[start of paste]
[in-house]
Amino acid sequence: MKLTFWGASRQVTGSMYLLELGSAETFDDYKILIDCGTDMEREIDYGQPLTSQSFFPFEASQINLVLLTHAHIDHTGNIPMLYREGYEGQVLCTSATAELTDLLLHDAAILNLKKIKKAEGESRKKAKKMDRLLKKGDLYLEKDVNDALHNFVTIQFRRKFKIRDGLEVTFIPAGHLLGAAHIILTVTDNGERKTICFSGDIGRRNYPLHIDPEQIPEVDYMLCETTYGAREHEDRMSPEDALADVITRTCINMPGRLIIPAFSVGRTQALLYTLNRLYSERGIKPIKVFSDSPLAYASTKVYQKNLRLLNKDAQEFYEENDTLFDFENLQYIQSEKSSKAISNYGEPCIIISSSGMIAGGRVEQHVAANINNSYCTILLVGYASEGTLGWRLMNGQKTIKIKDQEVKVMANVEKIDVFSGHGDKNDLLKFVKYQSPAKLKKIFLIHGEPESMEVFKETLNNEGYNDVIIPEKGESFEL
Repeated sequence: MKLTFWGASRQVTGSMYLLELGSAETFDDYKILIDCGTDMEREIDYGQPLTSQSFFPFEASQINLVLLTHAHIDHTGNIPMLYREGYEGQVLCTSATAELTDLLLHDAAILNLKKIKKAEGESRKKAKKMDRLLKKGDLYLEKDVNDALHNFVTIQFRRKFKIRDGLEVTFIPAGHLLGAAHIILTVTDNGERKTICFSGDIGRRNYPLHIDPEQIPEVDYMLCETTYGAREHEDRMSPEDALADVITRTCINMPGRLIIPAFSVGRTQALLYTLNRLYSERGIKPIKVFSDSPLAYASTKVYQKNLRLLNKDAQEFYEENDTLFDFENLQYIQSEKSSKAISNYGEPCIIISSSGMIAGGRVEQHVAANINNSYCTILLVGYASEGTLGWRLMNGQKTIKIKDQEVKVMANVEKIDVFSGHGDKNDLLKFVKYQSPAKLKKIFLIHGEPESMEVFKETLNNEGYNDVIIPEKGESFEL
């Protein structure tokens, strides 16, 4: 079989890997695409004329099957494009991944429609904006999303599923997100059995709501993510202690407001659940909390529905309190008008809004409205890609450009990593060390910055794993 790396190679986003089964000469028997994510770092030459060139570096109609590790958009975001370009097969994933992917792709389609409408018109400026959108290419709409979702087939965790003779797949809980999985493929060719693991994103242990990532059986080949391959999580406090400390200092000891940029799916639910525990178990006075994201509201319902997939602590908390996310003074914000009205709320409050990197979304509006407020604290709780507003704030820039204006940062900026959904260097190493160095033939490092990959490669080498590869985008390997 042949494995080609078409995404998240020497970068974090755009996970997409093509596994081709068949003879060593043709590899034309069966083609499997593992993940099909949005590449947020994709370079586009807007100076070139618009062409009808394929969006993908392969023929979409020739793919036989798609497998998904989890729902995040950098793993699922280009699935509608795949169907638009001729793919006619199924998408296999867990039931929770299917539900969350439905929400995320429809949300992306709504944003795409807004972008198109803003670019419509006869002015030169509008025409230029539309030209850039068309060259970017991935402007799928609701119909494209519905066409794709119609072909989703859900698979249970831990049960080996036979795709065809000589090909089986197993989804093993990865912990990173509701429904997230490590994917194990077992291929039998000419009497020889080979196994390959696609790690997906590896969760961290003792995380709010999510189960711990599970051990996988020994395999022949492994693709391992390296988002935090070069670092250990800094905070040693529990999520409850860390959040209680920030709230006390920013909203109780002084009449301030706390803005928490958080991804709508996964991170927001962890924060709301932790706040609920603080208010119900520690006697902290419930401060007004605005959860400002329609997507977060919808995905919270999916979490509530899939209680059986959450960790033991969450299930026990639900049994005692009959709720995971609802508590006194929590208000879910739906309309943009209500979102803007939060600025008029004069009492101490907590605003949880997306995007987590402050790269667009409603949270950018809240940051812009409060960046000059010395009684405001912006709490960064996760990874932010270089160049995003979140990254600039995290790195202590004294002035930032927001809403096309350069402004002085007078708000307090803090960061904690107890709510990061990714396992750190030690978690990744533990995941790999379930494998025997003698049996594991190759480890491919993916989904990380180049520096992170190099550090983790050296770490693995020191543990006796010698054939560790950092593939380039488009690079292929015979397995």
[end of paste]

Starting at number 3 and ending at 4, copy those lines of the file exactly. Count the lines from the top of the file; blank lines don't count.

Repeated sequence: MKLTFWGASRQVTGSMYLLELGSAETFDDYKILIDCGTDMEREIDYGQPLTSQSFFPFEASQINLVLLTHAHIDHTGNIPMLYREGYEGQVLCTSATAELTDLLLHDAAILNLKKIKKAEGESRKKAKKMDRLLKKGDLYLEKDVNDALHNFVTIQFRRKFKIRDGLEVTFIPAGHLLGAAHIILTVTDNGERKTICFSGDIGRRNYPLHIDPEQIPEVDYMLCETTYGAREHEDRMSPEDALADVITRTCINMPGRLIIPAFSVGRTQALLYTLNRLYSERGIKPIKVFSDSPLAYASTKVYQKNLRLLNKDAQEFYEENDTLFDFENLQYIQSEKSSKAISNYGEPCIIISSSGMIAGGRVEQHVAANINNSYCTILLVGYASEGTLGWRLMNGQKTIKIKDQEVKVMANVEKIDVFSGHGDKNDLLKFVKYQSPAKLKKIFLIHGEPESMEVFKETLNNEGYNDVIIPEKGESFEL
């Protein structure tokens, strides 16, 4: 079989890997695409004329099957494009991944429609904006999303599923997100059995709501993510202690407001659940909390529905309190008008809004409205890609450009990593060390910055794993 790396190679986003089964000469028997994510770092030459060139570096109609590790958009975001370009097969994933992917792709389609409408018109400026959108290419709409979702087939965790003779797949809980999985493929060719693991994103242990990532059986080949391959999580406090400390200092000891940029799916639910525990178990006075994201509201319902997939602590908390996310003074914000009205709320409050990197979304509006407020604290709780507003704030820039204006940062900026959904260097190493160095033939490092990959490669080498590869985008390997 042949494995080609078409995404998240020497970068974090755009996970997409093509596994081709068949003879060593043709590899034309069966083609499997593992993940099909949005590449947020994709370079586009807007100076070139618009062409009808394929969006993908392969023929979409020739793919036989798609497998998904989890729902995040950098793993699922280009699935509608795949169907638009001729793919006619199924998408296999867990039931929770299917539900969350439905929400995320429809949300992306709504944003795409807004972008198109803003670019419509006869002015030169509008025409230029539309030209850039068309060259970017991935402007799928609701119909494209519905066409794709119609072909989703859900698979249970831990049960080996036979795709065809000589090909089986197993989804093993990865912990990173509701429904997230490590994917194990077992291929039998000419009497020889080979196994390959696609790690997906590896969760961290003792995380709010999510189960711990599970051990996988020994395999022949492994693709391992390296988002935090070069670092250990800094905070040693529990999520409850860390959040209680920030709230006390920013909203109780002084009449301030706390803005928490958080991804709508996964991170927001962890924060709301932790706040609920603080208010119900520690006697902290419930401060007004605005959860400002329609997507977060919808995905919270999916979490509530899939209680059986959450960790033991969450299930026990639900049994005692009959709720995971609802508590006194929590208000879910739906309309943009209500979102803007939060600025008029004069009492101490907590605003949880997306995007987590402050790269667009409603949270950018809240940051812009409060960046000059010395009684405001912006709490960064996760990874932010270089160049995003979140990254600039995290790195202590004294002035930032927001809403096309350069402004002085007078708000307090803090960061904690107890709510990061990714396992750190030690978690990744533990995941790999379930494998025997003698049996594991190759480890491919993916989904990380180049520096992170190099550090983790050296770490693995020191543990006796010698054939560790950092593939380039488009690079292929015979397995």